WASHINGTON — Two days after the Environmental Protection Agency released a plan to address PFAS chemicals, lawmakers expressed concern Wednesday that the agency’s plan will leave communities across the country waiting too long for regulations.
Testifying before the Senate Environment and Public Works Committee, Radhika Fox, assistant administrator of the EPA’s Office of Water, said the agency is moving as quickly as it can to better regulate PFAS chemicals and committed to collaborating with states to ensure changes are made.
PFAS, also known as “forever chemicals” because they do not break down in the environment, have been used in many products, including nonstick pans, water resistant coats, food packaging and firefighting foam, since the 1940s.
Due to their widespread use and durability, the chemicals have contaminated water sources, soil and air across the country — and found their way into the bloodstream of 97 percent of Americans, according to the Centers for Disease Control and Prevention. The EPA has identified over 120,000 facilities across the country that may be exposing people to PFAS, which are per- and polyfluoroalkyl substances, according to data obtained by The Guardian.
“PFAS can be found nearly everywhere — in our air, in our land, in our water, in our wildlife, in our own body,” Fox said.
Human exposure to the chemicals has been linked to cancer, increased cholesterol levels and other adverse health effects. Yet, they are not considered hazardous substances by the federal government and continue to be used in consumer and industrial products. On Monday, the EPA released a plan to address PFAS contamination, which includes steps to fund research on the chemicals, restrict their presence in the environment and accelerate clean-up efforts.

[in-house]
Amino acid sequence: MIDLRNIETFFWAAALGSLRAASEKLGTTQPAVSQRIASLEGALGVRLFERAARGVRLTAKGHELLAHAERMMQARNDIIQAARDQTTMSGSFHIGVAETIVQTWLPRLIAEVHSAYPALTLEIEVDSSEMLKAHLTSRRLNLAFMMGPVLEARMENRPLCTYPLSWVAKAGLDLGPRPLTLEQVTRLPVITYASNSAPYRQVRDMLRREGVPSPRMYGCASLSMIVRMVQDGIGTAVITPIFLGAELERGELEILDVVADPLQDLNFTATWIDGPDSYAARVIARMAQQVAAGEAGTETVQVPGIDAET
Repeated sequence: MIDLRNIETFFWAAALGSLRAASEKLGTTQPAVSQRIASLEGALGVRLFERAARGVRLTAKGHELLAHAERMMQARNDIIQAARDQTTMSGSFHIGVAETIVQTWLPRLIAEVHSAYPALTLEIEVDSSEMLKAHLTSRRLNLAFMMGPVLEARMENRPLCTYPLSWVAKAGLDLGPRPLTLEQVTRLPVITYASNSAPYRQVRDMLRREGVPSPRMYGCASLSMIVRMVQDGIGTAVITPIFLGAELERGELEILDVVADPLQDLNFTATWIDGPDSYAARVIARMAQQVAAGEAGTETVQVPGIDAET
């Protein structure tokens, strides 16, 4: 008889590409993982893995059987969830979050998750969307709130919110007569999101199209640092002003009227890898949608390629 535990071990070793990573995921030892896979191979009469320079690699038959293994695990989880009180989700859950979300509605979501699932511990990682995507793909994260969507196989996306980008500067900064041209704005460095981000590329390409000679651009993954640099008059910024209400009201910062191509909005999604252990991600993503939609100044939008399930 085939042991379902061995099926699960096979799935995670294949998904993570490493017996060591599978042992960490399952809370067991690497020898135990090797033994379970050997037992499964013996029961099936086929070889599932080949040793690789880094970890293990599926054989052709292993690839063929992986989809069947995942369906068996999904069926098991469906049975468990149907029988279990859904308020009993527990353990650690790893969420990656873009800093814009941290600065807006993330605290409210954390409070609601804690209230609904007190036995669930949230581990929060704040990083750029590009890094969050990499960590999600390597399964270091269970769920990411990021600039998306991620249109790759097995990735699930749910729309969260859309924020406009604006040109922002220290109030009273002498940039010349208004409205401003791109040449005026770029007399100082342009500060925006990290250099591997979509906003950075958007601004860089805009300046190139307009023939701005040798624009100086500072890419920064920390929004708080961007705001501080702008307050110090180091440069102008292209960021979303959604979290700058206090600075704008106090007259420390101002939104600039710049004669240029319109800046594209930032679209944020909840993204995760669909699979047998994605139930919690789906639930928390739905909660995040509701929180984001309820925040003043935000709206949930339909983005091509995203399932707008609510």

Fox said the agency intends to propose a national water drinking standard by next fall and designate certain PFAS as hazardous substances by summer 2023, a timeline the top Republican on the committee, Sen. Shelley Capito of West Virginia, said is too long.
“I want it to be right, I want it to be grounded in science, but I am frustrated,” Capito said. “I would urge you to prioritize this, if not at the top, at near the top of the list because of the impacts it will have all across this country.”
Committee Chairman Sen. Thomas Carper said he’s encouraged by the EPA’s plan, but concrete change will require timely implementation.
Sen. Ben Cardin, D-Md., said that while he appreciated Fox’s sense of urgency, he wants the agency to act on the water standard as quickly as possible, saying that the longer the chemicals go unregulated, the more challenges the nation will face in the future.
Fox said the government should have established a drinking water standard years ago, but the EPA progress was set back during the Trump administration. She said the agency is committed to creating a durable standard during Administrator Michael Regan’s tenure.
The bipartisan infrastructure bill would be a “game changer” for the EPA in its efforts to regulate PFAS and clean existing contamination, Fox said. The legislation includes $10 billion to remove the forever chemicals from drinking supplies and clean up contamination.
“This is what communities around the country have been suffering from for too long. They have been caught holding the bag for contamination that industry or other facilities have created and they need help,” Fox said. “If we see that contamination exists and that there is imminent and substantial danger to communities, we will use our current enforcement authorities to act.”